[0004] In many applications, a starch needs to be cooked, often at relatively high temperatures approaching 100 °C, in order to provide a desired textural behavior in a given food product. However, there are various techniques known to pre-cook, or "pregelatinize," a starch; such pregelatinized starches can be used to provide a desired viscosity in a food product without requiring the food product to be heated at such high temperatures. Some such pregelatinization methods include spray cooking, drum drying, and pre-swelling in aqueous alcohol. Drum drying involves the passing of a moistened starch material over a hot rotating drum and squeezing it through a narrow opening made between the drum and another surface (e.g., another rotating drum). The process is performed at temperatures sufficient to not only pregelatinize the starch but also to dry much of the water out of it, providing the starch in the form of a dried sheet or flakes, which can be processed to a desired flake or particle size. While drum drying is the least expensive of these

technologies, as the inventors have determined (and as described in more detail below), drum drying has a negative impact on the integrity of the starch granules, and can provide starch materials that provide undesirable textures to foods, such as cohesiveness and stringiness. Drum-dried starches typically provide dispersions having lower viscosity than do spray-cooked and alcohol-processed starches when produced at equivalent process tolerance. And they can have a high degree of solubles, which can result in cohesiveness, which is undesirable. Drum drying can also result in significantly reduced process tolerance.

SUMMARY OF THE DISCLOSURE

[0005] In one aspect, the disclosure provides a pregelatinized, drum-dried starch having no more than 15 wt% solubles and a sedimentation volume in the range of 15 ml_/g to 45 mL/g, the pregelatinized starch comprising starch granules, wherein at least 50% of the starch granules swell but do not substantially fragment when processed in 95 °C water.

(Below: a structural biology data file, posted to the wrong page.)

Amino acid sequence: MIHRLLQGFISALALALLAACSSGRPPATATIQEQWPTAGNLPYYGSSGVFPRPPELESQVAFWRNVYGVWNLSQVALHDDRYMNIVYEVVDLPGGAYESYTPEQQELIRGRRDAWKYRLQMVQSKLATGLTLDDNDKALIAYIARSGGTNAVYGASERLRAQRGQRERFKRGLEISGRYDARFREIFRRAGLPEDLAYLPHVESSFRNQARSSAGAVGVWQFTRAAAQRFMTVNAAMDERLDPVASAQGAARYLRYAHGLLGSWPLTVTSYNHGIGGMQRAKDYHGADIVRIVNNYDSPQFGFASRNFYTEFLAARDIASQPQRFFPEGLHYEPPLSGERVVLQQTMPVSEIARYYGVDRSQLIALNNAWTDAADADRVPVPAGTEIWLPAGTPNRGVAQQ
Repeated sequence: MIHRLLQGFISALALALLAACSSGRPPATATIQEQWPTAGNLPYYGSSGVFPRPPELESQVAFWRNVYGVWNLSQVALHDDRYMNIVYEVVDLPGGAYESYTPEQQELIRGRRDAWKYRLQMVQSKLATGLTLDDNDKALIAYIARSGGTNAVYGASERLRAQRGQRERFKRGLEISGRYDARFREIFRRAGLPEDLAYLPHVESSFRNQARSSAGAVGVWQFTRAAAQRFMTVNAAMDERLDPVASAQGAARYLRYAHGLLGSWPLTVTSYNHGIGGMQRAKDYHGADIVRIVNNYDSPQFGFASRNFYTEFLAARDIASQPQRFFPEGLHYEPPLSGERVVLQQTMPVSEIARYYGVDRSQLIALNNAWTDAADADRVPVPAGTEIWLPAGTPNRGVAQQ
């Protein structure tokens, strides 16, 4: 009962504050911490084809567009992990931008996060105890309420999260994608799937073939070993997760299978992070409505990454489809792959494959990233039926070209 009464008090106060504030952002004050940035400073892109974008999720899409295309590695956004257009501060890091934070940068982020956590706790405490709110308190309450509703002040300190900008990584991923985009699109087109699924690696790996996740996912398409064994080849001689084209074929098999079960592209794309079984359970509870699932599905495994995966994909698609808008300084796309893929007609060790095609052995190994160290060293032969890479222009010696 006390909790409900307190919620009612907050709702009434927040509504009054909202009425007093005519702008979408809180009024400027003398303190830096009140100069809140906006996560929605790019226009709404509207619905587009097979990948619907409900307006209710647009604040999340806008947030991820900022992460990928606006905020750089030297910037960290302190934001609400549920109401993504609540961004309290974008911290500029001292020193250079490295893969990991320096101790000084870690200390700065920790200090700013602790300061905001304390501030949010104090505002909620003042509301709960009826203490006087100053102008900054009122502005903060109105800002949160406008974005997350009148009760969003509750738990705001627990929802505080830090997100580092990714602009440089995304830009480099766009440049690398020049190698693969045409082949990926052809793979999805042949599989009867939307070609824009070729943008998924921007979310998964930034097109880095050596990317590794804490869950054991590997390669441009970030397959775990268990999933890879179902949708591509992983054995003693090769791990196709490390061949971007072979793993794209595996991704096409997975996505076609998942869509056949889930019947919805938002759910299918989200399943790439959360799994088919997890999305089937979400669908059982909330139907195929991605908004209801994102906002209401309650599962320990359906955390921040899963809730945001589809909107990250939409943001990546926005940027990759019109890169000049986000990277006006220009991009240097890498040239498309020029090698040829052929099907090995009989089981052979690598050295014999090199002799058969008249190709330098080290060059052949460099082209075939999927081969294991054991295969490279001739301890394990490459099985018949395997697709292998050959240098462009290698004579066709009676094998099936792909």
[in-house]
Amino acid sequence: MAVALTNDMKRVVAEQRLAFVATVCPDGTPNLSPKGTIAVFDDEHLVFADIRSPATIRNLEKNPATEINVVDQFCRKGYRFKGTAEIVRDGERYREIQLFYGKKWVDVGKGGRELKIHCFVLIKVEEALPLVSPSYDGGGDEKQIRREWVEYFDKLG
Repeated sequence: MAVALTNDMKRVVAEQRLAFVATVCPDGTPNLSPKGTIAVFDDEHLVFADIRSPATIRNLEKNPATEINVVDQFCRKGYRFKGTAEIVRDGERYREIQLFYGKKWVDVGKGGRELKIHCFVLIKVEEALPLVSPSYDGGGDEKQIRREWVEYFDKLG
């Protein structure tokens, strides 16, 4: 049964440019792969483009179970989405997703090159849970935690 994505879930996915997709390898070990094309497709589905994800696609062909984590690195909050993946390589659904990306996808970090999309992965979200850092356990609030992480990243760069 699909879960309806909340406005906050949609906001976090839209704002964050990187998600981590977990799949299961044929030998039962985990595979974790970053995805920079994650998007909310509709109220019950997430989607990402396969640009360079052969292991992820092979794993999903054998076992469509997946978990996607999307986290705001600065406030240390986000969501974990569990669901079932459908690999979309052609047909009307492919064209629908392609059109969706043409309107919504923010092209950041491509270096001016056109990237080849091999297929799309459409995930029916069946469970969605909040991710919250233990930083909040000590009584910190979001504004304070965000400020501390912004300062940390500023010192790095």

[0006] In another aspect, the disclosure provides a pregelatinized starch having no more than 15 wt% solubles and a sedimentation volume in the range of 15 mL/g to 45 mL/g, the pregelatinized starch comprising starch granules, wherein at least 50% of the starch granules swell but do not substantially fragment when processed in 95 °C water, the pregelatinized starch being in a substantially planar form.

[0007] In another aspect, the disclosure provides a method for making a pregelatinized starch as described herein, the method including providing an ungelatinized starch moistened with an aqueous medium; and drum-drying the moistened ungelatinized starch under conditions sufficient to pregelatinize the starch.

[0008] In another aspect, the disclosure provides a method for preparing a food product, comprising dispersing a pregelatinized starch as described herein in a food product.

[0009] Another aspect of the disclosure is a food product comprising a starch as described herein.

BRIEF DESCRIPTION OF THE DRAWINGS

[0010] FIG. 1 is a micrograph of a conventional non-pregelatinized hydroxypropylated modified starch. [0011] FIG. 2 is a micrograph of the starch of FIG. 1 after being subjected to RVA conditions.

[0012] FIG. 3 is a micrograph of a conventional pregelatinized hydroxypropylated modified starch.

[0013] FIG. 4 is a micrograph of an example of a drum-dried starch.

[0014] FIG. 5 is a set of photographs of standards for stringiness.

[0015] FIG. 6 is a set of photographs of standards for settling speed.

[0016] FIG. 7 is a set of photographs of standards for undissolved particles.

[0017] FIG. 8 is a micrograph of a pregelatinized starch of the disclosure after being subjected to RVA conditions.

[0018] FIGS. 9 and 10 are micrographs of starch granules of the disclosure after dispersion and after shear processing, respectively.